For full-thickness rectal prolapse, there are several commonly used laparoscopic operations. Laparoscopic sigmoid colectomy and suture rectopexy is ideal for patients with full-thickness prolapse and with moderate to severe constipation (<1 bowel movement every 3 days). For patients without constipation, resection is to be avoided. A simple sutured rectopexy or a posterior mesh repair (modified Wells repair) will suffice. The anterior mesh repair (Ripstein procedure) is not favored, as it tends to lead to postoperative constipation because the rectum is completely surrounded by nondistensible mesh (anteriorly) and sacrum (posteriorly).
When the patient sits on a commode and strains, the rectal prolapse can be confirmed by the surgeon. A rectal prolapse is seen as a series of concentric folds representing the full thickness of the rectum, protruding from the anus (Figures 1 and 2). The full-thickness prolapse should be distinguished from prolapsed hemorrhoids. Hemorrhoids do not have concentric folds and may be discernible as a series of three folds on the left lateral aspect of the anus, the right anterior anus, and the right posterior anus (Figures 3 and 4). Significant edema may obscure the anatomic definition of the three hemorrhoid columns.
A colonoscopy should be performed before any operative procedure. Should the patient have significant constipation, colonic inertia should be ruled out with a colonic transit study. The patient should undergo a mechanical bowel preparation the day before surgery. On the day of surgery, the patient should have pneumatic sequential compression devices (SCDs) placed on both legs prior to induction of anesthesia. Intravenous prophylactic antibiotic is given within 1 hour before incision.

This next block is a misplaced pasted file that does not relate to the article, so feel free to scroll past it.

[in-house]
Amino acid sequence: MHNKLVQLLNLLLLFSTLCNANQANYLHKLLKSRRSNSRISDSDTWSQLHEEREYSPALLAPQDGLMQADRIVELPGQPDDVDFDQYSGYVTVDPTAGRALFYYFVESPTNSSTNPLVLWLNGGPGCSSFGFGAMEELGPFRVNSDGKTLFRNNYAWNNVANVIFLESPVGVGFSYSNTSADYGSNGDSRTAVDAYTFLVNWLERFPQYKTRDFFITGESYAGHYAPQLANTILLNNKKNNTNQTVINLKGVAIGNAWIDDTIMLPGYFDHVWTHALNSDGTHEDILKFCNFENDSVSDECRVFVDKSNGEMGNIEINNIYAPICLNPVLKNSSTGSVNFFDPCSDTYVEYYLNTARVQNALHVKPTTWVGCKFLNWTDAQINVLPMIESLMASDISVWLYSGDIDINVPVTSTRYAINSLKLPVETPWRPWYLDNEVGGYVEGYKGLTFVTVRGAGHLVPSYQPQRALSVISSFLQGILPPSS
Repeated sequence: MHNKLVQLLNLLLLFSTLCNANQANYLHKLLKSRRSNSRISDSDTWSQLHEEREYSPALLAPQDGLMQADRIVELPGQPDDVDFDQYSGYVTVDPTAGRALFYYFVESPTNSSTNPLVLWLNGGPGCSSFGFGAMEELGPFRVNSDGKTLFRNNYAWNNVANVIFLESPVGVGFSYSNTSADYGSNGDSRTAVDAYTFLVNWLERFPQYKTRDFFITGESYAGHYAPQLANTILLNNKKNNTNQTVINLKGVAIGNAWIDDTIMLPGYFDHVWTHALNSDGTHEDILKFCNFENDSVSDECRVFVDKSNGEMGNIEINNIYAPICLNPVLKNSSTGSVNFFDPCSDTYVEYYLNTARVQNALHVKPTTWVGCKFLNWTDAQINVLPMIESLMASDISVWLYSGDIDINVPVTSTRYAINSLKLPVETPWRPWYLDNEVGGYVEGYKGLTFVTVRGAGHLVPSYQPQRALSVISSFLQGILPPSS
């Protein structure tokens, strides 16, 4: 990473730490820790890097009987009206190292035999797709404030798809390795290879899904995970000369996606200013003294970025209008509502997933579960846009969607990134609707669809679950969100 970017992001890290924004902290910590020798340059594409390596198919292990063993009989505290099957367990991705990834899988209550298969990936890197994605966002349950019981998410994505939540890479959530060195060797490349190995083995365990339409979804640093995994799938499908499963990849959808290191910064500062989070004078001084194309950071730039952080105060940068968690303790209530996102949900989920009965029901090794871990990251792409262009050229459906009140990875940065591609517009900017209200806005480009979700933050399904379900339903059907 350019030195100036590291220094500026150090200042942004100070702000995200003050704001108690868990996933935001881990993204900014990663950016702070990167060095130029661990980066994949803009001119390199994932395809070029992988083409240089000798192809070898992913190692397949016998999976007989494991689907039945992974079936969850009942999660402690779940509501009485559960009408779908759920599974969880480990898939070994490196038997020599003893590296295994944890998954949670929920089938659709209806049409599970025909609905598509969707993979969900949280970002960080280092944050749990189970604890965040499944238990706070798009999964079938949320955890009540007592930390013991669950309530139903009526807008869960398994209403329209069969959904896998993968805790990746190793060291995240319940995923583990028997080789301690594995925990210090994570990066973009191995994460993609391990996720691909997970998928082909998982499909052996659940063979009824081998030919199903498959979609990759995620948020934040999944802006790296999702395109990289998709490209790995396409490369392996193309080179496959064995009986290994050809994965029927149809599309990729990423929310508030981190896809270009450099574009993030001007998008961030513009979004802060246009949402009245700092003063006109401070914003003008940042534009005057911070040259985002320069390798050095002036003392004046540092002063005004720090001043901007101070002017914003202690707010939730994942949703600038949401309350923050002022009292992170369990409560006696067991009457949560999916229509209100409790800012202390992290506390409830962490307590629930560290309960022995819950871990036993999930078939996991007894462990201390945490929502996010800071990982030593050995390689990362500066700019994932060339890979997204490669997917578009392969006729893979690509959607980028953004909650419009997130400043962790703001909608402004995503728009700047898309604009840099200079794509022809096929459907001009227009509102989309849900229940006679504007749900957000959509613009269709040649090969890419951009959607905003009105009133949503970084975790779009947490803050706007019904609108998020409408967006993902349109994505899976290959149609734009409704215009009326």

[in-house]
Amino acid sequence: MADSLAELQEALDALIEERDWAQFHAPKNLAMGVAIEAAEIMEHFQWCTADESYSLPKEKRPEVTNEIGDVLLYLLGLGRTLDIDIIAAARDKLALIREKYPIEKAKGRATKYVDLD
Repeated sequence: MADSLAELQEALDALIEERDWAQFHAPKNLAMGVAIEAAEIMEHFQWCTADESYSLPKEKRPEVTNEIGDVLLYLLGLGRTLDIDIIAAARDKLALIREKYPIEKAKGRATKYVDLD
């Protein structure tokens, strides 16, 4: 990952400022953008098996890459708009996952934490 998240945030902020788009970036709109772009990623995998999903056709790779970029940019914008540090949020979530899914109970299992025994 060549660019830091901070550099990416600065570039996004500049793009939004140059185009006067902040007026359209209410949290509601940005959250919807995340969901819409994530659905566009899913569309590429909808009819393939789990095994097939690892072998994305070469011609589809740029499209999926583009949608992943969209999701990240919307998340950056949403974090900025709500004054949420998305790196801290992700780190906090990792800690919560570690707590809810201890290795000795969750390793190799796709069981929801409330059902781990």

The patient should be placed on a beanbag to facilitate positioning. After induction of general anesthesia, an orogastric tube and Foley catheter are placed. The patient should be moved to a low lithotomy position with Allen stirrups (Figure 5). There must be free access to the anus. Each ankle, knee, and opposite shoulder should be aligned. No pressure should be placed on the peroneal nerves or calves. The angle between the knee and the plane of the bed should be between 0 and 10 degrees. Any more flexion will limit range of motion for the instruments. Any more extension may lead to an anterior dislocation of the hip.
Each elbow (ulnar nerve) is covered with a gel pad, and both arms are adducted and tucked at the sides of the operating table. Care must be taken to avoid compromising or kinking the intravenous lines. The beanbag is cradled above both shoulders and around the arms to prevent the patient from falling while in extreme positioning. The air is suctioned from the beanbag so it retains that shape. A gel ...